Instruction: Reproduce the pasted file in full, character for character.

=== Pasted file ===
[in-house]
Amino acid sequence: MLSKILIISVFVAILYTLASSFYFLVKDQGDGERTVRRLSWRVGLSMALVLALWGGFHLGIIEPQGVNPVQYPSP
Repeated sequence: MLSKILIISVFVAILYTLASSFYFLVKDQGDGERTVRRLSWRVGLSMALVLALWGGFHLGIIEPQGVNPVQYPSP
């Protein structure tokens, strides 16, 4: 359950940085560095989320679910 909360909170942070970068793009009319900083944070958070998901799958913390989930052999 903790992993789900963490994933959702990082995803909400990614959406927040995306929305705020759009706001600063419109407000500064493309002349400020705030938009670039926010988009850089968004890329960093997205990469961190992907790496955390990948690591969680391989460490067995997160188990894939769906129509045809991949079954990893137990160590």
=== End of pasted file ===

[in-house]
Amino acid sequence: MLSKILIISVFVAILYTLASSFYFLVKDQGDGERTVRRLSWRVGLSMALVLALWGGFHLGIIEPQGVNPVQYPSP
Repeated sequence: MLSKILIISVFVAILYTLASSFYFLVKDQGDGERTVRRLSWRVGLSMALVLALWGGFHLGIIEPQGVNPVQYPSP
């Protein structure tokens, strides 16, 4: 359950940085560095989320679910 909360909170942070970068793009009319900083944070958070998901799958913390989930052999 903790992993789900963490994933959702990082995803909400990614959406927040995306929305705020759009706001600063419109407000500064493309002349400020705030938009670039926010988009850089968004890329960093997205990469961190992907790496955390990948690591969680391989460490067995997160188990894939769906129509045809991949079954990893137990160590």